Every second of your life, every single thing of which you are aware – sounds, sights, thoughts, feelings – and even that of which you’re not aware – unconscious mental and physical processes – can be directly mapped to what’s happening in your brain. Over time, patterns emerge and actually shape your brain’s form and function. What you do, experience, think, hope, and imagine physically changes your brain through what’s called experience-dependent neuroplasticity.
Every minute of every day, you are literally shaping your brain.
In the article, What Stress Does to Your Brain, Jo Marchant, PHd in genetics and medical microbiology and author of Cure: A Journey into the Science of Mind Over Body, explains:
Your brain reflects the way that you think throughout your life. You kind of shape it by your thoughts and your behaviors. If you play violin for eight hours a day, then the parts of the brain responsible for helping you to play the violin will get larger. If you’re thinking stressful thoughts for the whole day then those parts of the brain are going to get larger and other parts of the brain will deteriorate. Continue reading.
Originally posted on The Best Brain Possible.
“Don’t let the darkness from your past block the light of joy in your present. What happened is done. Stop giving time to things which no longer exist, when there is so much joy to be found here and now.” ~Karen Salmansohn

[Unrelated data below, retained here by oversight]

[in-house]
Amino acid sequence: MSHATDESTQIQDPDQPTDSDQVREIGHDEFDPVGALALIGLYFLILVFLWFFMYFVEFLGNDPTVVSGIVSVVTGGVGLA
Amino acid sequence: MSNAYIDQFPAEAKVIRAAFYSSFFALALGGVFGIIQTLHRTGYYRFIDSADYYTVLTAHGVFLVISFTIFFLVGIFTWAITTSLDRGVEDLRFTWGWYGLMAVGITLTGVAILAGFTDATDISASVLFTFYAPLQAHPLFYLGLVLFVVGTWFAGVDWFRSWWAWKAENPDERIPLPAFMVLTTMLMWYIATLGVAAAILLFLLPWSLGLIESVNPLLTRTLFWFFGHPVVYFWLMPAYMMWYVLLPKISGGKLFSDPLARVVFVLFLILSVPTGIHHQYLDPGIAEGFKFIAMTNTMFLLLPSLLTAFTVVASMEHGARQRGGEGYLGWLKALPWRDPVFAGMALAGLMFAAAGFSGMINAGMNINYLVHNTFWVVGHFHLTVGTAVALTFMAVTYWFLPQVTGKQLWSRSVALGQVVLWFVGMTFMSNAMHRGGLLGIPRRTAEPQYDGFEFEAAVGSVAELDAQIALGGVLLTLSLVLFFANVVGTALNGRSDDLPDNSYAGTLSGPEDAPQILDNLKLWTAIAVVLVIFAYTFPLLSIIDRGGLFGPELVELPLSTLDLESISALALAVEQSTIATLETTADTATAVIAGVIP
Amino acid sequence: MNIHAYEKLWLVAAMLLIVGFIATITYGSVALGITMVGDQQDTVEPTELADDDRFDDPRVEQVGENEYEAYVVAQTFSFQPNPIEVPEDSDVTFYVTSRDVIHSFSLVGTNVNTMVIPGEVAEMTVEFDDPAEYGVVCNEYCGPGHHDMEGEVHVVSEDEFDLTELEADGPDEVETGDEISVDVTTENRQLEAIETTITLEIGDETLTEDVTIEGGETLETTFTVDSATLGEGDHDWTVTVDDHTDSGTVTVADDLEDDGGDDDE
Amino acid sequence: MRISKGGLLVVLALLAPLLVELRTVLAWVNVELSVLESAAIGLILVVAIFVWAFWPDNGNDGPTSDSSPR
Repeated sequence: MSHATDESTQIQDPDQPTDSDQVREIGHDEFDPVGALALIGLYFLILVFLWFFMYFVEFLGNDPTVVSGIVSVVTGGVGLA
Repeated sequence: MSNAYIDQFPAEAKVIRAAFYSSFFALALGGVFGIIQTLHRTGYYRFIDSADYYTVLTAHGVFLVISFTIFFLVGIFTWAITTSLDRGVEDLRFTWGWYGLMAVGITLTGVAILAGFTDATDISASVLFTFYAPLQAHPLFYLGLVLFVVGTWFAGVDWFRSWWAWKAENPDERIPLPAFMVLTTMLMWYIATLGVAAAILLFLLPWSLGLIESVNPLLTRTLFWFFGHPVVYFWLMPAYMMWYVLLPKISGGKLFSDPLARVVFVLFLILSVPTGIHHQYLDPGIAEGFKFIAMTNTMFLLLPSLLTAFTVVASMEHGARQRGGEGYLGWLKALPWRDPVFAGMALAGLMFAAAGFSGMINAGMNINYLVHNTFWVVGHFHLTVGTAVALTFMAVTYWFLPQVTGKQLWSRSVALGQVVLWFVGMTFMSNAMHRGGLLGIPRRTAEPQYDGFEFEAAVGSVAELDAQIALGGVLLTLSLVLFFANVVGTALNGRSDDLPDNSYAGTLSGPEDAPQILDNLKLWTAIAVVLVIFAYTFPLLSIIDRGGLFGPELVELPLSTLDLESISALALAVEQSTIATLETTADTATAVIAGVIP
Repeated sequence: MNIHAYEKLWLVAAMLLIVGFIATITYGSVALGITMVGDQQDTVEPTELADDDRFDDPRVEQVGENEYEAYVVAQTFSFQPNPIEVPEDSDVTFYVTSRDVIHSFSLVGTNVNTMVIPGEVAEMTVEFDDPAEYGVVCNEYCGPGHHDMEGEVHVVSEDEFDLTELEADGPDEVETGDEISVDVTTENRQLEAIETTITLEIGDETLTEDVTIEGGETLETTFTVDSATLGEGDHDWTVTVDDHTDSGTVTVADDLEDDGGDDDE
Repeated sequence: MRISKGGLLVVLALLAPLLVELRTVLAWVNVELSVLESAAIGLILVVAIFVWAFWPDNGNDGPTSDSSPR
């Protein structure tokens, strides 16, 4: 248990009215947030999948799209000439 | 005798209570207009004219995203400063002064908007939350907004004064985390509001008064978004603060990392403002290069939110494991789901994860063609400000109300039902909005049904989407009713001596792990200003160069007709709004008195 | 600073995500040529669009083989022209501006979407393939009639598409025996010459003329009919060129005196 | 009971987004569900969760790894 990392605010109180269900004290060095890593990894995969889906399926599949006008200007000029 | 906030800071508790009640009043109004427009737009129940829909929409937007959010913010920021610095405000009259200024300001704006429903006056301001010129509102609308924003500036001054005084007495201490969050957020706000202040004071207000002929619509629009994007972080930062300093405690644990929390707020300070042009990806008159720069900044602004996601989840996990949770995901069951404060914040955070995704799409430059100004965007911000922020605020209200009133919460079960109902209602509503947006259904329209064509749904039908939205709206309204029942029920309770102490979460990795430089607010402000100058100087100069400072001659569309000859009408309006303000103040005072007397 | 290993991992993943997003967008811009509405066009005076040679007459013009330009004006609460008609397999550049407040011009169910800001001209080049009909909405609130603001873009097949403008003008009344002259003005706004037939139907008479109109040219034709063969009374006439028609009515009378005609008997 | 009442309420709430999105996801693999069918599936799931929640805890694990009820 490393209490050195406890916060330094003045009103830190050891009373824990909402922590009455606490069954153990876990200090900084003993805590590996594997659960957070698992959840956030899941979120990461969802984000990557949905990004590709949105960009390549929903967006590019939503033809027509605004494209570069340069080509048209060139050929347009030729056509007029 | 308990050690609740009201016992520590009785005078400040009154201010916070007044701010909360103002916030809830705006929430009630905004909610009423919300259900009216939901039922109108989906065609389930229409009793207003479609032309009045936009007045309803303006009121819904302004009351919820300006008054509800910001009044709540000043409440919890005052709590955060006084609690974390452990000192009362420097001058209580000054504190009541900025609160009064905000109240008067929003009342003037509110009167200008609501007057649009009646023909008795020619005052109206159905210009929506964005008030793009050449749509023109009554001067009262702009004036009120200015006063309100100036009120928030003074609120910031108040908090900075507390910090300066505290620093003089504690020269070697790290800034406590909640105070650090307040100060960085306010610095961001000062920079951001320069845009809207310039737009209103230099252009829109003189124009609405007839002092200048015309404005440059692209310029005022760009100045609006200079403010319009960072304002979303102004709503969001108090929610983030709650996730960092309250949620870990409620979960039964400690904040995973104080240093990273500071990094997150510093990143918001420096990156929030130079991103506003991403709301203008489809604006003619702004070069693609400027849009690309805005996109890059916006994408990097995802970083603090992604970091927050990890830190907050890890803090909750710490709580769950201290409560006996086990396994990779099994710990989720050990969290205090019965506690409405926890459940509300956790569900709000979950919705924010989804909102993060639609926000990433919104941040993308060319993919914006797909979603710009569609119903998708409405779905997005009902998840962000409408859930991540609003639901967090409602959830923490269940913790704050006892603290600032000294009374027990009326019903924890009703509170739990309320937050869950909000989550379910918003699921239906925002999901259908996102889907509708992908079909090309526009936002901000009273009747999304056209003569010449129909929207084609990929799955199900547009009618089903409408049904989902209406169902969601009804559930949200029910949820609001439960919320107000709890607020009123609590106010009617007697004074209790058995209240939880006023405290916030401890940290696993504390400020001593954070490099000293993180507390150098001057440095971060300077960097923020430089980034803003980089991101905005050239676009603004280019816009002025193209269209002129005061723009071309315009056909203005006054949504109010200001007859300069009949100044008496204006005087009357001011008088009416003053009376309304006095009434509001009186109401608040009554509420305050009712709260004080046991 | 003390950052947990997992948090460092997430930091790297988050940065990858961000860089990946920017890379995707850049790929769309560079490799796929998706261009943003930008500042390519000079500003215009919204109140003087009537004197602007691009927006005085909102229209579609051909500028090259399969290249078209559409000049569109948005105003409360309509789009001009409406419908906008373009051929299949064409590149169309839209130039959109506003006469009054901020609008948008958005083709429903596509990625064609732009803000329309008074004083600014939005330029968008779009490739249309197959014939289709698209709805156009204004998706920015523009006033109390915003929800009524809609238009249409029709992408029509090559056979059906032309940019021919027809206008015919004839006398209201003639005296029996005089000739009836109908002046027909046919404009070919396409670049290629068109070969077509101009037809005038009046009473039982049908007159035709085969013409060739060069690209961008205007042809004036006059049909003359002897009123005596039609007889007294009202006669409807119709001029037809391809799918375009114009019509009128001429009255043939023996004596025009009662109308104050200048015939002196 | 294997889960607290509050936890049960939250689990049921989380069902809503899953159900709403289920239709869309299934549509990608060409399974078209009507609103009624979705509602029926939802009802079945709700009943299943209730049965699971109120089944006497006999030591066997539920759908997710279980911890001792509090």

If you are lucky enough to spend time in mindful communities you will hear the phrase “letting go” used frequently. The practice of letting go is used to support our acceptance of the way things are, and I believe it’s a cornerstone of creating a happy, full life.
But what happens when you’re being asked to let go of something that is deeply emotionally charged or something that directly relates to how you identify yourself?
When we have a deep emotional attachment to an event or circumstance in our life and we’re being asked to let it go, it can often feel like we’re being asked to move on and forget about the past, person, or event that we’re deeply connected to.
In 2010 my oldest son passed away unexpectedly. At that time I had been a practising yogi for almost ten years and had navigated what I thought were significant opportunities for practising detachment and letting go.
For example, during my divorce from my son’s father I let go of my long held dream of having a happy marriage, white picket fence, kids, and a dog (though I did get the kids and the dog). Continue reading.
Originally posted on TinyBuddha.
All postings on the NEWS page are made purely for information and interest. I do not endorse or denounce any of them but find them all very interesting. I leave it up to you to decide if what you read will work for you.